Schwarzenegger Month: The Running Man

My Loyal Seven readers know that Missile Test is a big fan of John Carpenter. In fact, he’s the unofficial official director of both the Empty Balcony and Shitty Movie Sundays. He didn’t direct The Running Man, the Arnold Schwarzenegger vehicle from 1987, but he should have. In style, flavor, pacing, look, feel, music, inherent mistrust of authority, and its very ’80s-ness, I have never seen a film so Carpenteresque without being directed by the man himself. It’s uncanny. But, this month is not about John Carpenter. It’s about His Arnoldness.

The Running Man is an adaptation of the Stephen King novel, and veered wildly away from the source material. That’s not an uncommon thing in movies that are star vehicles. The mere presence of the name at the top of the bill necessitates a film making drastic changes to accommodate a star. But it goes beyond just showcasing a star more or feeding ego. This film version of The Running Man is a much more cynical story in regards to television and American popular culture in general. Its themes of mistrust of authority seem meant more as a warning for viewers of today rather than a portrayal of a dark future. Sure, this fictional future is dark enough, but it’s absurd enough to not be too much of a downer.

It’s the future! By 2017, the world economy has collapsed, and the United States has become a police state. The masses are held in check by ruthless violence and appeals to the lesser angels of their nature. Television has become a cesspool featuring such programs as The Hate Boat, Climbing for Dollars, and the terrifyingly titled Confess. I don’t know exactly what went down in 2017 to turn America into this strange land, but if it spawned a television show whose mere title evokes Stalinist show trials, then that is a scary future indeed. But the atmosphere The Running Manof The Running Man inflicts no burden of conscience or worry upon the viewer. It’s all absurdist fun, the best way to portray dystopian futures. That helps us to forget that some ideas in stories such as this aren’t all that outlandish.

The economy collapses in 2017? I just read a news story recently about dangers facing the Chinese economy and how economic problems there would be very painful here. Not only that, the last six years have done a hell of a job convincing us of how fragile the economy can be.

A police state asserting itself not long after economic collapse? It can’t happen here, right? Sure, our country’s long track record of freedom is encouraging, until one begins to think too much on the experience of airport security or the NSA. Shit, all of a sudden The Running Man doesn’t seem as much good fun.

Arnold plays Ben Richards, a former tool of the state, er, policeman, who has been sent to prison for not mowing down a bunch of innocent people during a food riot. Richards made the mistake of pissing off the state, and instead of just locking him away forever, they damn him in the eyes of the public, portraying him as a mass murderer. Richards manages to escape from prison, but he and his compatriots are eventually captured and are forced to participate in The Running Man, yet another television game show where the contestants, all prisoners like Richards, are set loose in a destroyed section of Los Angeles and hunted by network assassins.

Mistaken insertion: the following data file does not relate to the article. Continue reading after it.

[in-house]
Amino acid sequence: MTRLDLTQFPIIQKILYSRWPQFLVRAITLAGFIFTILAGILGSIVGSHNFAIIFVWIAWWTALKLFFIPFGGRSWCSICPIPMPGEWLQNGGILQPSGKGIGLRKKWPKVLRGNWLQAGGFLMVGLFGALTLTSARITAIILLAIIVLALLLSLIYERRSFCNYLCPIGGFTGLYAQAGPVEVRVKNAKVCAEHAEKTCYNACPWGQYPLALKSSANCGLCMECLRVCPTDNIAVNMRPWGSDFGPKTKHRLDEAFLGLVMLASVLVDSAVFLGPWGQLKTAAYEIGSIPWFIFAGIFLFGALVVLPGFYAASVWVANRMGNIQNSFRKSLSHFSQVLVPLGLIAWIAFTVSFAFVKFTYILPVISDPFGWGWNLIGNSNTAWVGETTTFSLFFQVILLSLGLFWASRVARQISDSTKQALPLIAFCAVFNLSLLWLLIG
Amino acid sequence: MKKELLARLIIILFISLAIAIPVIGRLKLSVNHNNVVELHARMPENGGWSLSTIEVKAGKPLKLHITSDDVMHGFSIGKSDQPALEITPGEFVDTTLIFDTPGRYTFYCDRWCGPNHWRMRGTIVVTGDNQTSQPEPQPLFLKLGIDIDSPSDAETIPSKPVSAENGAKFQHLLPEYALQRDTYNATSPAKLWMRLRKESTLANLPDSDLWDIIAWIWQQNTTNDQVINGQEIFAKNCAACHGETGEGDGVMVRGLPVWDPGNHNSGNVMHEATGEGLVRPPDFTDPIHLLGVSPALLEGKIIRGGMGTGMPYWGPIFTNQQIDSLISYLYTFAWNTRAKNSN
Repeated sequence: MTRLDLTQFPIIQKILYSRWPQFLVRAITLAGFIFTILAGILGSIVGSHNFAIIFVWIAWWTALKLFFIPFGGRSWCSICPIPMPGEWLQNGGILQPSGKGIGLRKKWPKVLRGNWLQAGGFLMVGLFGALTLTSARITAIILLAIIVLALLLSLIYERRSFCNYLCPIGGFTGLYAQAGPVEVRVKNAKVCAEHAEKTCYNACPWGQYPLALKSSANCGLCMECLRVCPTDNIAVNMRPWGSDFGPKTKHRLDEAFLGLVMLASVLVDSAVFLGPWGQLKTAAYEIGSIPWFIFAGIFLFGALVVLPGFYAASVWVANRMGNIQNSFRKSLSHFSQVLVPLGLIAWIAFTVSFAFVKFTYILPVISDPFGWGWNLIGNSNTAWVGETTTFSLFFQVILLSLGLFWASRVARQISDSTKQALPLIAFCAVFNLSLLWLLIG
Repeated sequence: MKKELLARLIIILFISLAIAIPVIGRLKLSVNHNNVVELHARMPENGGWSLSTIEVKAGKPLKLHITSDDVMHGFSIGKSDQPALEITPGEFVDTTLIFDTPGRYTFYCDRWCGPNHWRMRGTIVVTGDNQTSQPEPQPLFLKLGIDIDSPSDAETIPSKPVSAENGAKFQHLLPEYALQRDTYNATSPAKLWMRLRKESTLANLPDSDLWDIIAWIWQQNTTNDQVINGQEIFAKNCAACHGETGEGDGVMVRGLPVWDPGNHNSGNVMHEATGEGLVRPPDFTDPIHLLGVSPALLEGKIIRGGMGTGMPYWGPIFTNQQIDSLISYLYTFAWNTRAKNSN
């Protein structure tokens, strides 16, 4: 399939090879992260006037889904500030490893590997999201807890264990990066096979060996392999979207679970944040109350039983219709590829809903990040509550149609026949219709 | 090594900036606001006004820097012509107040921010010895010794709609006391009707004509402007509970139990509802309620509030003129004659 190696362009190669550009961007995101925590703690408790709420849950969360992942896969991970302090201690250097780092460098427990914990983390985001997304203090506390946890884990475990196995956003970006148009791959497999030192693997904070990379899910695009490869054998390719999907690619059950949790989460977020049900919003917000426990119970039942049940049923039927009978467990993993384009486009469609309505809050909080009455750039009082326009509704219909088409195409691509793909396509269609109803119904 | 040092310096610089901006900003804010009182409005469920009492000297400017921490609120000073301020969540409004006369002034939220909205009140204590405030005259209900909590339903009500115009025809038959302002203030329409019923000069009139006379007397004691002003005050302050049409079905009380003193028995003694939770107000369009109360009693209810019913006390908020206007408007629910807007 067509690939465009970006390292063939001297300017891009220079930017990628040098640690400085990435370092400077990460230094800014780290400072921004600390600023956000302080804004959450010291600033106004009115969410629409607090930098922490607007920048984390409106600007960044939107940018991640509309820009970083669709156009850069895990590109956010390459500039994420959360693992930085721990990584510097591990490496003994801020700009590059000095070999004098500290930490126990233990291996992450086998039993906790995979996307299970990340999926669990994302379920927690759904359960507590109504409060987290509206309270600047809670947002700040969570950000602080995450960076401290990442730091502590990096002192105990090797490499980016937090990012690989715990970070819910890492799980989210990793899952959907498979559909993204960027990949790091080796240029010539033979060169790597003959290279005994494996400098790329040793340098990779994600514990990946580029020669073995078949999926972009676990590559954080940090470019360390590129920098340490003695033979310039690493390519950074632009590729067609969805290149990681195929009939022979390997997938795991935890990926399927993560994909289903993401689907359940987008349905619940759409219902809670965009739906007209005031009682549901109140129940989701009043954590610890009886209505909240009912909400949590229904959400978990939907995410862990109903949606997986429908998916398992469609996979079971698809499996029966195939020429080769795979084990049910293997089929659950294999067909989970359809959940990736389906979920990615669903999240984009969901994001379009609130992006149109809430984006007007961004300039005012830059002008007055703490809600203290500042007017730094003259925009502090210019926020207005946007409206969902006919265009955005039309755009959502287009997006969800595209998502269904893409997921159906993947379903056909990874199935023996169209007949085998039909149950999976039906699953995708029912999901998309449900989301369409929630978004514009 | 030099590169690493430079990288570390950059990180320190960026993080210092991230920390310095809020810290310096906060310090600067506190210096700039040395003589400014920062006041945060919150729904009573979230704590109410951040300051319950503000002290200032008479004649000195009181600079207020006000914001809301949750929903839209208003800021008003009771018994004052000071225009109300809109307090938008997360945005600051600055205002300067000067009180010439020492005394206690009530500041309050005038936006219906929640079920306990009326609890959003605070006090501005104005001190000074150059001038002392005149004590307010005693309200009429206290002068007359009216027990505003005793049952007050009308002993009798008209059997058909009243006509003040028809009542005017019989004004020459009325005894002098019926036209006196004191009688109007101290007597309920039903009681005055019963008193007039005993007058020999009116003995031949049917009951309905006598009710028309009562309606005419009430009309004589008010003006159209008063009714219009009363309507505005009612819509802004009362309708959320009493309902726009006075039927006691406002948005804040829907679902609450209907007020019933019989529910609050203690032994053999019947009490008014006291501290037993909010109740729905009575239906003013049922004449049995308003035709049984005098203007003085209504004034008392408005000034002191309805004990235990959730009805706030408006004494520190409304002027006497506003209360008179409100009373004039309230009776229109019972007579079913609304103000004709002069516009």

The show is hosted by one of the smarmiest characters of all time, Killian, played to perfection by Richard Dawson. This was inspired casting. The filmmakers could have gone with any number of people, but going with an actual game show host, and one who had a fair number of lecherous moments in real life, was perfect. Even the way he holds his microphone, be-ringed pinky finger extended, screams slime. Killian is such a bad guy that when the story reaches denouement, it’s easy to forget that Killian is only the public face of the state, and is not behind the evils that plague the people.

Behind all the good fun and grisly deaths in The Running Man is a constant subtext of people versus power. Never, ever, trust the powers that be to tell the truth, and never expect them to give up control willingly. It’s actually an important message, and only gets lost a tiny bit beneath the grander spectacle.

The spectacle itself is quite enjoyable. Director Paul Michael Glaser knew what he was doing, even if the technical execution wasn’t all that great. The Running Man came about during the peak of the action flick. All that smart stuff I wrote about above can’t hold a candle to the stupid, including an unusually high number of continuity errors and plot holes for a film. But that doesn’t matter. The stupid is why people watch movies like this. All that subtext crap is just filler for the scenes when Arnold isn’t kicking ass. This is an action gem.

Eagle-eyed readers will have noticed I’m proceeding along Arnold’s filmography in a chronological fashion. But, it seems I have skipped a movie. Never fear. I did not forget about Predator. I wrote about that movie previously, and that can be read here.

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